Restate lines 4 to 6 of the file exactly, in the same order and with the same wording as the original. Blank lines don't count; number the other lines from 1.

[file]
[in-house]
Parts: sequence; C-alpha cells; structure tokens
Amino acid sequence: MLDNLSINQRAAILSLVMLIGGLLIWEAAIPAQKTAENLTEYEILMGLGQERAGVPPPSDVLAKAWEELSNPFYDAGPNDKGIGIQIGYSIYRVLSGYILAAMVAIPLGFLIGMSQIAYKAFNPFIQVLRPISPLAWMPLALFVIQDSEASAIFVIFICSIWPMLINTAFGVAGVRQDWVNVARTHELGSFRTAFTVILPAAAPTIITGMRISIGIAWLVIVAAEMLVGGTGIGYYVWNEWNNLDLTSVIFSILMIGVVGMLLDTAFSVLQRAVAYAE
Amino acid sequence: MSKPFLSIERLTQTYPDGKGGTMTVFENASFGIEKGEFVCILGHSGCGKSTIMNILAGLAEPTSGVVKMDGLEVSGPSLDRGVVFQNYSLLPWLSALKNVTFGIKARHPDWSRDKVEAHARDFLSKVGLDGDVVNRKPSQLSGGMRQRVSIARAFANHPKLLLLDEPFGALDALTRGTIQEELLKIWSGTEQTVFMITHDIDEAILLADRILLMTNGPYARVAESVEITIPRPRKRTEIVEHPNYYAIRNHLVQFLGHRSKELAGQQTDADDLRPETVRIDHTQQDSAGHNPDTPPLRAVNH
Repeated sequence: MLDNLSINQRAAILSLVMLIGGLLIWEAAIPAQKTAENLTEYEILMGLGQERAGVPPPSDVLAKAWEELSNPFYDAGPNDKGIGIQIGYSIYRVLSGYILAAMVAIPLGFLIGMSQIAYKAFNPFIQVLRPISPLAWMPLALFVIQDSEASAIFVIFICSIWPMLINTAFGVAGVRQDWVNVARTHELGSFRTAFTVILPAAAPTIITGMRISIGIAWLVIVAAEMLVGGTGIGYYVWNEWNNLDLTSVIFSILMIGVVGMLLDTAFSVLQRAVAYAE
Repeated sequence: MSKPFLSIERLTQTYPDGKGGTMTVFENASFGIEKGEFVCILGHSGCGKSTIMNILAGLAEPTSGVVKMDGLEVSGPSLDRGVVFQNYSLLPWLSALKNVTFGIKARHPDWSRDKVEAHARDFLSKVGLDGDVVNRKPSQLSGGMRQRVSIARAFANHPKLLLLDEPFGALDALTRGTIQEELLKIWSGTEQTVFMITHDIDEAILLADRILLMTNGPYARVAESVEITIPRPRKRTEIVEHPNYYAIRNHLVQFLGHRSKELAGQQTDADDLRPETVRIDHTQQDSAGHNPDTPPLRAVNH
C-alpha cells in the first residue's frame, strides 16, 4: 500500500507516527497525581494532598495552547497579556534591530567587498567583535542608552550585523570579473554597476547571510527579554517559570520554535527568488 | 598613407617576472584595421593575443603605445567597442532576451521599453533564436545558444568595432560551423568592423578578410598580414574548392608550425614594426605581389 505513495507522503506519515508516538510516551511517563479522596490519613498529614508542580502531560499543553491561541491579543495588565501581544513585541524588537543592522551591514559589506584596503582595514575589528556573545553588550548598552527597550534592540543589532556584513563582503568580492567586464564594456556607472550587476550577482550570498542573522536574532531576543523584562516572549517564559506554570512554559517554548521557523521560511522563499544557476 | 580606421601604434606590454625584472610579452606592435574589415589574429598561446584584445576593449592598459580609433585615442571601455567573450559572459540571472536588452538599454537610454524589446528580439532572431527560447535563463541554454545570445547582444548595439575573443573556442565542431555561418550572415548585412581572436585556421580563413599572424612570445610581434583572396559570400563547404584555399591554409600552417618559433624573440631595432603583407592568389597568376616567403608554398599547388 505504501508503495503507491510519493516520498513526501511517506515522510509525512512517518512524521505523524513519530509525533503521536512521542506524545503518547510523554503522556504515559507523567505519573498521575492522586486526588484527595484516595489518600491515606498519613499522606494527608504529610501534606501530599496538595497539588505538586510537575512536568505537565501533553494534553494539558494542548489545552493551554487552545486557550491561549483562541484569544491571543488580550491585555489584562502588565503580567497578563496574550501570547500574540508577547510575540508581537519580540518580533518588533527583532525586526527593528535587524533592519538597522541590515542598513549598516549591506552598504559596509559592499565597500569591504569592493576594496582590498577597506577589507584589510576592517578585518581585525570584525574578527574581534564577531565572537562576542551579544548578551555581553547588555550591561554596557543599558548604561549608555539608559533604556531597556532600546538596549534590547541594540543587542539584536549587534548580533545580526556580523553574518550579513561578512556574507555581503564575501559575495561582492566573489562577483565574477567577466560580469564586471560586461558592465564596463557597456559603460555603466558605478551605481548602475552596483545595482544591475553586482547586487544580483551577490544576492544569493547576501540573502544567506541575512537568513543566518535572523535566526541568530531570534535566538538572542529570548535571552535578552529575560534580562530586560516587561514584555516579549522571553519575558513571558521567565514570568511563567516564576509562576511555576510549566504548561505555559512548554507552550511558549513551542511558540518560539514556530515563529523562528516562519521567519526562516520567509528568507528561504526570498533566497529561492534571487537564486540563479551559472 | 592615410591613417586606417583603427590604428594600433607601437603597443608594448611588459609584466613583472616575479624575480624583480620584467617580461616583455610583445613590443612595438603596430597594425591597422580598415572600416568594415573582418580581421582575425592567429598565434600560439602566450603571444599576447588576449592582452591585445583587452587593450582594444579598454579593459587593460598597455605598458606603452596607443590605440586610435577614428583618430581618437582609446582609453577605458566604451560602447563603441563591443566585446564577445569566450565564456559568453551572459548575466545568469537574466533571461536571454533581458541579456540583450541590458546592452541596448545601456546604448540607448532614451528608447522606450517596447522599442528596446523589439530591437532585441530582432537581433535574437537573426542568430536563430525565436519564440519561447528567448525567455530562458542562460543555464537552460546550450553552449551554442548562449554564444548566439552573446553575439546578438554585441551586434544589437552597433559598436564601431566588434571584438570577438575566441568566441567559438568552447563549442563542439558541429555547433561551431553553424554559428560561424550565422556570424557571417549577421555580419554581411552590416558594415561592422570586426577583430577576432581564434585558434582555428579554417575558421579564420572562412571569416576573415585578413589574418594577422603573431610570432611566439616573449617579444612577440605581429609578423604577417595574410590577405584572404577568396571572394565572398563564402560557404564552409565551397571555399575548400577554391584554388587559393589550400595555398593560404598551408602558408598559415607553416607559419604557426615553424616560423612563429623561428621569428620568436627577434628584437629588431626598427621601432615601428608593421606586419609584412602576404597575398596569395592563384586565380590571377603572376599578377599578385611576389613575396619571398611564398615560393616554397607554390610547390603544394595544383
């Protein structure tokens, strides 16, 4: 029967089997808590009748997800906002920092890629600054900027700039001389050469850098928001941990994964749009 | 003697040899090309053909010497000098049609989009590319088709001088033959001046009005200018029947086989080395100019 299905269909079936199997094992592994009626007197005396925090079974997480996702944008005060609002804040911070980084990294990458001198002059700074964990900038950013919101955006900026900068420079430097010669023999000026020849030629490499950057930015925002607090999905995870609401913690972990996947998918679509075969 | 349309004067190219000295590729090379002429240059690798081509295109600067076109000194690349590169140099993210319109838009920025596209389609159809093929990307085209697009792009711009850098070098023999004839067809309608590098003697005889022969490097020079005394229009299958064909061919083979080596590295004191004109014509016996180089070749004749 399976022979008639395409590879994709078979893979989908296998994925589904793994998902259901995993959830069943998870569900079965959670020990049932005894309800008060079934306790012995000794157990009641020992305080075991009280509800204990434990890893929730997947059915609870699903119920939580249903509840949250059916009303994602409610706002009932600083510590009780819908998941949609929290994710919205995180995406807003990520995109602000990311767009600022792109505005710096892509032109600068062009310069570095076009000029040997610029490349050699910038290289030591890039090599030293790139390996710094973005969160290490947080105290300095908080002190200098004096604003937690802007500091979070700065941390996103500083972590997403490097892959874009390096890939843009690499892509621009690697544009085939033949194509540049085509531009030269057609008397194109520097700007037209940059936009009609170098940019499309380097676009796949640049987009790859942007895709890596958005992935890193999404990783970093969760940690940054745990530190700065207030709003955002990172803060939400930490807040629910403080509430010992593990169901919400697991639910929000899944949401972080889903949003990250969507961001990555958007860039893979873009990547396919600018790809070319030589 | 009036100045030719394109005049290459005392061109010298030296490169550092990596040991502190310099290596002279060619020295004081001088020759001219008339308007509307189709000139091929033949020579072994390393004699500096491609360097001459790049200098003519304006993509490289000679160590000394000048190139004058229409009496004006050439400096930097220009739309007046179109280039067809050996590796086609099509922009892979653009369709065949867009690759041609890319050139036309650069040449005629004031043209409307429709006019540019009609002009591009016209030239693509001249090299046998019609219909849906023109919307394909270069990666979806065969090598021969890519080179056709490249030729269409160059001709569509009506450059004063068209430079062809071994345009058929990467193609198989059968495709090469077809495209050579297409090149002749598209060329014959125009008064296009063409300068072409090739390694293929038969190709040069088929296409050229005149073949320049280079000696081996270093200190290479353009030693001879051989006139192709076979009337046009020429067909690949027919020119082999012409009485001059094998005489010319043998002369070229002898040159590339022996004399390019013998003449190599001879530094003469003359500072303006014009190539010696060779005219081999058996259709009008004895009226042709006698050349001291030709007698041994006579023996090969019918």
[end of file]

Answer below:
Amino acid sequence: MSKPFLSIERLTQTYPDGKGGTMTVFENASFGIEKGEFVCILGHSGCGKSTIMNILAGLAEPTSGVVKMDGLEVSGPSLDRGVVFQNYSLLPWLSALKNVTFGIKARHPDWSRDKVEAHARDFLSKVGLDGDVVNRKPSQLSGGMRQRVSIARAFANHPKLLLLDEPFGALDALTRGTIQEELLKIWSGTEQTVFMITHDIDEAILLADRILLMTNGPYARVAESVEITIPRPRKRTEIVEHPNYYAIRNHLVQFLGHRSKELAGQQTDADDLRPETVRIDHTQQDSAGHNPDTPPLRAVNH
Repeated sequence: MLDNLSINQRAAILSLVMLIGGLLIWEAAIPAQKTAENLTEYEILMGLGQERAGVPPPSDVLAKAWEELSNPFYDAGPNDKGIGIQIGYSIYRVLSGYILAAMVAIPLGFLIGMSQIAYKAFNPFIQVLRPISPLAWMPLALFVIQDSEASAIFVIFICSIWPMLINTAFGVAGVRQDWVNVARTHELGSFRTAFTVILPAAAPTIITGMRISIGIAWLVIVAAEMLVGGTGIGYYVWNEWNNLDLTSVIFSILMIGVVGMLLDTAFSVLQRAVAYAE
Repeated sequence: MSKPFLSIERLTQTYPDGKGGTMTVFENASFGIEKGEFVCILGHSGCGKSTIMNILAGLAEPTSGVVKMDGLEVSGPSLDRGVVFQNYSLLPWLSALKNVTFGIKARHPDWSRDKVEAHARDFLSKVGLDGDVVNRKPSQLSGGMRQRVSIARAFANHPKLLLLDEPFGALDALTRGTIQEELLKIWSGTEQTVFMITHDIDEAILLADRILLMTNGPYARVAESVEITIPRPRKRTEIVEHPNYYAIRNHLVQFLGHRSKELAGQQTDADDLRPETVRIDHTQQDSAGHNPDTPPLRAVNH